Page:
Tuesday, July 19, 2016

Full of Grace - Color My World

  • My local university basketball team will not start their season by going to play the Duke blue devils because of North Carolina’s draconian discrimination laws. This was an annual game that brought national recognition to our small college program and I am proud that they will forgo the prestige to support the rainbow of genders and sexuality.

  • I have green beans! I plant a lot of beans in successive rows, but last year, every single row I planted was eaten by some critters as soon as the plants were an inch tall. Every single bean plant disappeared as if it had never been planted. This year, every row is producing beautifully.  

  • Peachie went deep sea fishing and brought me home a filet of blue fish she had caught. It is one of my favorite fishes, but has become unavailable as commercial over-fishing depleted their population. I cut it into small portions and have been savoring it nightly, broiled with a lemon garlic aioli. Yum.

She also caught this and I am equally grateful that she didn’t bring this one home.

  • This is now blooming in my memory garden. It came from my former therapist’s garden and I look forward to it’s purple plumage every year. I'd like to think that Lauren knows how thankful I am for all she did for me.

  • Another absolutely stunning sky at the lake. Even the old timers have been commenting that they can’t remember a year with such beautiful sunsets as we have had this year.

Tuesday, July 12, 2016

Full of Grace - Repairing our House

On the 4th of July weekend we went to the lake and first thing I noticed was the picnic table was broken. The girls had just had their annual party weekend and I assumed the table got broken during a fierce game of beer pong.  Then I got out the Adirondack chairs and one fell apart in my hands. A bolt had been totally shorn off. When I turned it on its side to replace the bolt, one wooden  armrest split and flopped off. I put the chair in my chair to take home since it was now a job that needed rebuilt constructed parts. Finally, I went to put the hammock out and the frame was all crooked. The lag bolts had been bent, almost to right angles. I was going to ask the girls about what had happened but decided I probably didn’t want to know.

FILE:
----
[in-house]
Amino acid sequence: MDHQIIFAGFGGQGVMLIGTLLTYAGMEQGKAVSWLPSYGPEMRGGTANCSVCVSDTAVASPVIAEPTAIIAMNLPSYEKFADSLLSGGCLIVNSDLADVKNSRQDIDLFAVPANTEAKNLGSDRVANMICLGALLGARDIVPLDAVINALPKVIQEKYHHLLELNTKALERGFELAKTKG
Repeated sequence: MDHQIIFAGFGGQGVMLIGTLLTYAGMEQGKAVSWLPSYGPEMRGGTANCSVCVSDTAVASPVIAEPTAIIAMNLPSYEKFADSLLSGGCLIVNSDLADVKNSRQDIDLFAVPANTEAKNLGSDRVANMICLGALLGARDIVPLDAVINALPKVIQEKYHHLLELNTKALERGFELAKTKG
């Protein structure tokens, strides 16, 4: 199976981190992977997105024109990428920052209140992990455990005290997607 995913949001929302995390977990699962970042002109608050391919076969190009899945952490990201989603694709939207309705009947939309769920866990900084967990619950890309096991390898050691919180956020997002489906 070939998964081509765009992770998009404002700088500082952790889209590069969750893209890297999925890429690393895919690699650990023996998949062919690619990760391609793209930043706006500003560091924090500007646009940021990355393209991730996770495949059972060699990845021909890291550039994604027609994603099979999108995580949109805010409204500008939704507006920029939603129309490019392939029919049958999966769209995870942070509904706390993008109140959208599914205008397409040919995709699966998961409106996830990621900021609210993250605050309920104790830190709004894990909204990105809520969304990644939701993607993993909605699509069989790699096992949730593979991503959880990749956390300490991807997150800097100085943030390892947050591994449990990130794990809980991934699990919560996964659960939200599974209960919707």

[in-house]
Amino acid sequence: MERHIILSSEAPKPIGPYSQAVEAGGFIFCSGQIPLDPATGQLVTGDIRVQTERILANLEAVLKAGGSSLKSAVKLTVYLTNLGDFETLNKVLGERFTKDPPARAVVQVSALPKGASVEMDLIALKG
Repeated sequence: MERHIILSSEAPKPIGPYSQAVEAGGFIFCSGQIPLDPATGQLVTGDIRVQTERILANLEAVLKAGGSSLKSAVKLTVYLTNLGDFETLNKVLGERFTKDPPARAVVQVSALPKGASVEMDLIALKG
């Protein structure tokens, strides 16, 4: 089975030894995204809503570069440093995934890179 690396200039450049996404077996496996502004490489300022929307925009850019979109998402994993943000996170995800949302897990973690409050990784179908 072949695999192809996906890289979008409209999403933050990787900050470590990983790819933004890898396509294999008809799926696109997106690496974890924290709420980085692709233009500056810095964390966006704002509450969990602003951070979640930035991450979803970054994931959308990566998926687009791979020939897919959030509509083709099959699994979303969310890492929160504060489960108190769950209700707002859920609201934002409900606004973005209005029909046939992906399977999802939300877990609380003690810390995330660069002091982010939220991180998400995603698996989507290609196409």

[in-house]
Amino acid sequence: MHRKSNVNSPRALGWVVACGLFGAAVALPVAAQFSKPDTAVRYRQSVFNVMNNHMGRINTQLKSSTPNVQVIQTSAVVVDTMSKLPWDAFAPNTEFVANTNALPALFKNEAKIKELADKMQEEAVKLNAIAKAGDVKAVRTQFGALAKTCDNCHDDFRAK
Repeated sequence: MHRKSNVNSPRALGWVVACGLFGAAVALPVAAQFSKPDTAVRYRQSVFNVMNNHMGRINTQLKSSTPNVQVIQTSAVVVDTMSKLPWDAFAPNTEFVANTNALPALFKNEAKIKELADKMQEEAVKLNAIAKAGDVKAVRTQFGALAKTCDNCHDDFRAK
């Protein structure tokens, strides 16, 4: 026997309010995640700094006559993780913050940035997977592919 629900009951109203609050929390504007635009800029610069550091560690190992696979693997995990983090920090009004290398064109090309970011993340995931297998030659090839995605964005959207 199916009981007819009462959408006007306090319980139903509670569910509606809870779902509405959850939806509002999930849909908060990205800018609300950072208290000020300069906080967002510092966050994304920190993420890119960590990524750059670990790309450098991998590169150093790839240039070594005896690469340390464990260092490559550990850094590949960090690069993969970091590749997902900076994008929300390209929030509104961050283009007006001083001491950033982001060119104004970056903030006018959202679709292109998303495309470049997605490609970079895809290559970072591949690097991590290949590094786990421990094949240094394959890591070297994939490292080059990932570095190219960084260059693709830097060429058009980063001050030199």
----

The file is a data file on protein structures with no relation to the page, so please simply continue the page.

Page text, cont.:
Some of you may remember a couple of years ago when Martha’s boat died, and then the trailer broke trying to tow it home. Well, she actually paid a lot of money to have it fixed, put it in the water last year, and never got it to start. At the end of the year she took it out of the water and put it back in the camp garage. But I told her it could not stay there and to tow it home and either get it fixed enough to sell it, or take it straight to the dump. Unfortunately, the pneumatic jack that lifts the motor also broke. It took a few friends and a couple of hours to lift the engine enough to tow it home. “I hate this effing boat” may have escaped my lips. It may have escaped my lips quite a few times.

We got home only to notice that there was a large pool of water on the garage floor. It hadn’t rained in weeks so we were puzzled. After moving a load of crap in our hunt, we eventually traced the flooding to a broken water line in the back of the refrigerator. We turned the water off, pulled the frig out (which now blocked most access in the kitchen) and realized we needed parts.  But it was still the holiday so that would have to wait to the next day.